I haven’t had a lot of interaction with Pat Riley, but I love how last year before a game he called his team into the locker room and did a ten-minute dance routine to a Doobie Brothers song. Really. Can you imagine Pat Riley doing a 10-minute dance routine? Me either, and I’m sure the same goes for the Heat players. But that was Riley’s way of shaking things up and telling his guys that he could be just as goofy and human (and wrong) as any of them.

To me, the best coaches are the ones who know when to push hard and when to push gently. They teach you how to play the game of basketball, but they should also understand how to play the political game. Maybe everyone responds differently to different stimulus, but I can’t imagine a basketball player playing better because his coach publicly embarrasses him. Hopefully, Larry Brown learned this last season.

Have you ever seen the show “Project Runway”? The “coach” on that show is a guy named Tim Gunn. Halfway through each episode he comes in and meets with each contestant to critique what they’re working on. Sometimes he’s harsh, sometimes he’s soft, but the contestants know he cares about their success. Which is really what being a coach is all about.

After our team’s 0-9 start, we were all frustrated by our inability to pull out any wins. And not only were we losing, we were losing every game by at least 15 points. Our glaring weakness was our struggle to score points. You would think our coach might have done something about our offense, but he never did. We kept running that blasted “motion,” even though we had absolutely no faith in it.

Practices were spent working on “motion” and scrimmaging. Coach B would often scrimmage with us, and if he had been eligible to play, he would have immediately become our best player. He had a remarkable move where he would come down the court looking right into a defender’s eyes and stop on a dime to drain a jump shot, without ever looking at the rim. It was unreal. One day I asked Coach if he had played in high school, and according to him, he played four years of varsity ball and averaged 20 points per game over his career.

Our tenth game of the season — we were a robust 0-9 at the time — was at Towers High School, a powerhouse just outside of town. They had one of those gyms that was built in the 1960s in such a way that it will always look like it was built in the 1960s. On the first play of the game I threw the ball down into the post to our best player, Jamal, who promptly had the ball stolen from him. Jamal raced back on defense and caught up to the guy who had stolen the ball, but instead of trying to poke the ball out from behind, Jamal calmly reached out and swept the kids’ legs out from under him. The poor dude went sprawling face-first into the floor, and Jamal was immediately ejected. We were literally 20 seconds into the game and suddenly found ourselves without our best player and starting center.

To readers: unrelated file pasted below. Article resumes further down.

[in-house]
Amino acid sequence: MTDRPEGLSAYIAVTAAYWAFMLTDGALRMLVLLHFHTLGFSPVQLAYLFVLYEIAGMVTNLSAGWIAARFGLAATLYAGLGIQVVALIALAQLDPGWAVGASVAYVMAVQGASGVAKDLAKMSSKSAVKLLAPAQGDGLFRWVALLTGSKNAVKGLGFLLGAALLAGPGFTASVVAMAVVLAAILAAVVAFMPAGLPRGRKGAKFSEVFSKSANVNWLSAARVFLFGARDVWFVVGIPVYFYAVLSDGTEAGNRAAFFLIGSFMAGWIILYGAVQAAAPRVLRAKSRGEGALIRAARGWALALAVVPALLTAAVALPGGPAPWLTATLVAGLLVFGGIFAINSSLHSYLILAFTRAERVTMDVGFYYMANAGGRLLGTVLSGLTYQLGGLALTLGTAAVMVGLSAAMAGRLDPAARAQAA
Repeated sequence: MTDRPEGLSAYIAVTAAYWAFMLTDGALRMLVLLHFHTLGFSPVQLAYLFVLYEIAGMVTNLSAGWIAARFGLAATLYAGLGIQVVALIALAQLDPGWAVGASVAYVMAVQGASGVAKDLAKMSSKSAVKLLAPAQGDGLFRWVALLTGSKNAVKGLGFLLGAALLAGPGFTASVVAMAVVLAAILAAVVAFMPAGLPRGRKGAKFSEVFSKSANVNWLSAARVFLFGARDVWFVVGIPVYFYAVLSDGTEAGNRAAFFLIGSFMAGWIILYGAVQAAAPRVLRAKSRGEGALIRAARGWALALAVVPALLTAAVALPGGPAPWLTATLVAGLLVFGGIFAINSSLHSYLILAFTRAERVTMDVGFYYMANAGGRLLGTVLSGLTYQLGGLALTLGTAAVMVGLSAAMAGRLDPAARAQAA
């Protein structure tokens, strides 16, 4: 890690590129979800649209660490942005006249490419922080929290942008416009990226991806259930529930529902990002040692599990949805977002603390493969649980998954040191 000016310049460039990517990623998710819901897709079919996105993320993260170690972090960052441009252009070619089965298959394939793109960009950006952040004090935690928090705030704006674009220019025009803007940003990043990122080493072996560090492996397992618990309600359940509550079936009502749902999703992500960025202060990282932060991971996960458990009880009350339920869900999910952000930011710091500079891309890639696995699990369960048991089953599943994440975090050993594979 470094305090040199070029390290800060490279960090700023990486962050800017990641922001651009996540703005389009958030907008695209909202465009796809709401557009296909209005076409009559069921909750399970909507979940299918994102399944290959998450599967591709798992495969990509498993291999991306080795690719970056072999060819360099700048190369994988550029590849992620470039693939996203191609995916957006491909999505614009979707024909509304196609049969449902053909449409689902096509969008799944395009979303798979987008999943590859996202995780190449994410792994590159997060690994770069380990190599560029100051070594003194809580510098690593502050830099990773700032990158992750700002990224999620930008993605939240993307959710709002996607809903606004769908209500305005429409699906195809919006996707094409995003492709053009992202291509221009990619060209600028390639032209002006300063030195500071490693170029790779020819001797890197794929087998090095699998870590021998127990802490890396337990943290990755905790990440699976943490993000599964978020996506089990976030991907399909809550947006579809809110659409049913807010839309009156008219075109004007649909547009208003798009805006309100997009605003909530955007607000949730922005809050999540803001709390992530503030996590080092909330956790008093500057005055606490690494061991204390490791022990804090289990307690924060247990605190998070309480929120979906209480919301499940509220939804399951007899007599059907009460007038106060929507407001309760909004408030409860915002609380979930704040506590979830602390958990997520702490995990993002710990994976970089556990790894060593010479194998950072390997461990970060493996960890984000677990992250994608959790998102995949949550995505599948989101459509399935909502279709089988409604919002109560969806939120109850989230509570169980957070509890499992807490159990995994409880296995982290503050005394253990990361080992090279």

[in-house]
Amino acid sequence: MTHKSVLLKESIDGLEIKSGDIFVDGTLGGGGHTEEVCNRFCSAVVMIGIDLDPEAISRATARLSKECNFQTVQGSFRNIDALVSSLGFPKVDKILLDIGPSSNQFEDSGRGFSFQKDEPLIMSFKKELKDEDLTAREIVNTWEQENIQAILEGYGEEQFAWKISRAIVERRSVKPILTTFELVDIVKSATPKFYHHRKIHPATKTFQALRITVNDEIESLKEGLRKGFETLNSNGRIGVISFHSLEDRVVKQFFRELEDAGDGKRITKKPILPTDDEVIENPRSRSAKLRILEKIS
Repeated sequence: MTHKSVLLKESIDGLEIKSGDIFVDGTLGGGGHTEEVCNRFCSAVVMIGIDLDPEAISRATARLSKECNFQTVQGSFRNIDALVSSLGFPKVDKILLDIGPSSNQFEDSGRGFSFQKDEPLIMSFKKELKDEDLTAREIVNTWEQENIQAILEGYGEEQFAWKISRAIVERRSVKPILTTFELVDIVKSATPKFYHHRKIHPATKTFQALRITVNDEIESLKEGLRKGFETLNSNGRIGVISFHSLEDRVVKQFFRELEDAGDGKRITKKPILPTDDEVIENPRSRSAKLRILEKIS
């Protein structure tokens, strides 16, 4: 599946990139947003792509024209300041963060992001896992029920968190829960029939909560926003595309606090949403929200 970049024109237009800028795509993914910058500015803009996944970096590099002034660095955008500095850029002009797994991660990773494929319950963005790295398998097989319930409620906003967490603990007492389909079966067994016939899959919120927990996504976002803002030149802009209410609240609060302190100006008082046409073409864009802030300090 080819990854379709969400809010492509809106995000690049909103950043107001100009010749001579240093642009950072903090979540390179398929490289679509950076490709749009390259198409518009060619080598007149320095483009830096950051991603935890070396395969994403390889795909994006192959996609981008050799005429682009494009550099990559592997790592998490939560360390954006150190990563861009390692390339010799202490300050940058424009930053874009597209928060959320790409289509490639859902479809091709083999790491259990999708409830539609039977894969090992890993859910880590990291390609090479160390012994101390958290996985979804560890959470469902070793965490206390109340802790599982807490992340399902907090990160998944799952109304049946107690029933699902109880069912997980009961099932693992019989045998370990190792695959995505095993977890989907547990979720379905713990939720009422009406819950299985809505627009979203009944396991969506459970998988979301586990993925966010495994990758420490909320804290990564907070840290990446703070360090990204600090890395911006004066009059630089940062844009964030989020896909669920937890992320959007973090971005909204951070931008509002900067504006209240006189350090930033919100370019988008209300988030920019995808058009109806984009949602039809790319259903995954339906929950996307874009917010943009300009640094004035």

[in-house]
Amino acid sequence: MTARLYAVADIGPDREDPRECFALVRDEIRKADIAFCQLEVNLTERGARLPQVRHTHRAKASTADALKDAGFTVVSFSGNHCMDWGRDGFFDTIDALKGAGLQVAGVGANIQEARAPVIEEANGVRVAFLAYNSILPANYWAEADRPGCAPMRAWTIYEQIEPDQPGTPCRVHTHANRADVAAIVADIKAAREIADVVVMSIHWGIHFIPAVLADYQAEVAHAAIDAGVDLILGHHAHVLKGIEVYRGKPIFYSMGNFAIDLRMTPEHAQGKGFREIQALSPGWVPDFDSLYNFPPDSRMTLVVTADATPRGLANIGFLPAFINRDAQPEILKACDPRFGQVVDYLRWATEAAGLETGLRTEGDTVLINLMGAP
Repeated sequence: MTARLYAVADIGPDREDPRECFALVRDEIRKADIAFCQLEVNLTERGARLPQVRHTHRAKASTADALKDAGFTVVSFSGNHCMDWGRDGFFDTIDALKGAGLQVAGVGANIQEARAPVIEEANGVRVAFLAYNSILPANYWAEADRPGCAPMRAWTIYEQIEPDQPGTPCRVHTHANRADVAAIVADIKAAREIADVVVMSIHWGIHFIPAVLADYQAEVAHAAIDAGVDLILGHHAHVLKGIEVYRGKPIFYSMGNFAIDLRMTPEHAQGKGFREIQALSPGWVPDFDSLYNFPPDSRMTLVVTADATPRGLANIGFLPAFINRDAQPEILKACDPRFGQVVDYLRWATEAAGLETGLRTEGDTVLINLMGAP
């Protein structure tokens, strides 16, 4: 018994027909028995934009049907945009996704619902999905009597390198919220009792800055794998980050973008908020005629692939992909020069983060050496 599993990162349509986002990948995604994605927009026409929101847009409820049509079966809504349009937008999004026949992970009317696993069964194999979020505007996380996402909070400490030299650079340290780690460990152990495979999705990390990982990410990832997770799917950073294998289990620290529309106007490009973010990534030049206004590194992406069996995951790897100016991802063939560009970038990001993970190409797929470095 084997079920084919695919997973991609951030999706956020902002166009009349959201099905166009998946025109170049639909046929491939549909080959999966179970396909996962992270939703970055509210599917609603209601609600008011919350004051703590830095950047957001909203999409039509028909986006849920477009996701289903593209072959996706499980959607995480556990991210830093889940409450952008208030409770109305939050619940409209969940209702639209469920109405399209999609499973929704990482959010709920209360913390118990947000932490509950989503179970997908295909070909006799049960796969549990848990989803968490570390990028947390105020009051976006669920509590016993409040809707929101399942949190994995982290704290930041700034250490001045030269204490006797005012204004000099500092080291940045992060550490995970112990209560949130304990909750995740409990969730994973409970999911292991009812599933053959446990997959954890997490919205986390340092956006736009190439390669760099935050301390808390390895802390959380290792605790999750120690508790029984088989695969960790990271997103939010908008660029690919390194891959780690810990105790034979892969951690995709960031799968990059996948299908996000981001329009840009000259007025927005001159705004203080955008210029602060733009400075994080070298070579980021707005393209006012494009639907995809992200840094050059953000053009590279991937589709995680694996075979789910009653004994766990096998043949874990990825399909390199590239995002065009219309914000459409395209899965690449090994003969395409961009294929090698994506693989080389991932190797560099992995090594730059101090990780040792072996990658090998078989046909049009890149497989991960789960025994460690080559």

Without Jamal we stood no chance, and Coach B’s season of frustration reached a boiling point. We were getting thrashed in the middle of the third quarter when Coach Brown called a time-out. He gathered us around and ordered us not to shoot the ball again. No one said a word. What do you say to a request like that? We all put our hands on our hips and stood around, and Coach seemed as if he wanted to go get on the bus right that second. I was in the lineup at the time, and as the buzzer ending the time-out sounded, hoping for a clarification or perhaps a change of heart, I cleared my throat and said, “Um, Coach, what do you want us to do, then?”

Coach Brown looked me in the eyes and didn’t say a word. He must have stared me down for 15 seconds. I tried looking at the scoreboard, as if it would flash me some divine advice for dealing with Coach B. Finally, he turned and sat down on the bench without saying anything else. At least he left me in the game.

I wasn’t sure exactly what to do, but I was sure that I wasn’t going to be the one shooting the ball. We brought the ball down and passed it around for nearly 35 seconds, when I spotted a kid named Fred wide open under the basket. Fred was a JV football star who was a good enough athlete to be able to come out and contribute on the basketball court through defense and rebounding. I zipped the ball to Fred and he sunk a lay-up. Out of the corner of my eye I saw Coach B stand up, stalk down the bench and yank somebody up by his warm-ups. At the next dead ball, Fred was out of there.

We ended up losing that game 80-27. That was a completely embarrassing game. The road fans were all over us and we looked like we were afraid to play out there.

We finished the season with an 0-12 record. We ran the “motion” offense the entire season. And it never came close to working.

A few years ago, I ran into Coach B at the concession stand of a movie theater outside Atlanta. We spent a year together on that 0-12 team. The next season I moved on to the varsity team, where Coach Brown was the assistant coach. In two years of varsity ball, we went a combined 45-9. I sat next to Coach Brown on the bench during varsity games and looked for tips or trends we could pass on to the head coach. And when we got big leads, I’d gently ask Coach B to suggest that perhaps the head coach should empty the bench and let me play. (That seemed to work a lot better than just trying to make eye contact with the head coach and sending him mind waves that I should be in the lineup.)

Hey, I said, remember that game you wouldn’t let us shoot? What was that all about? Coach’s eyes twinkled and he looked like he was fighting back a smile. He didn’t answer the question, though.

Ten years after our run ended, Coach B was still coaching high school basketball, but he’d moved on to coaching girl’s ball.

It was different, he said. “They just run the plays. They don’t question anything I ask them to do, they just do it.”

“Yeah,” I responded, “but I bet that damn motion offense still doesn’t work.”

Coach laughed and a few seconds later he replied, “No, it doesn’t.”

OK, so that was kind of long-winded. Anyway, my question to you guys is, What makes a good coach? Should a coach temper his style to fit the players he has? Should the players adapt to the coach no questions asked?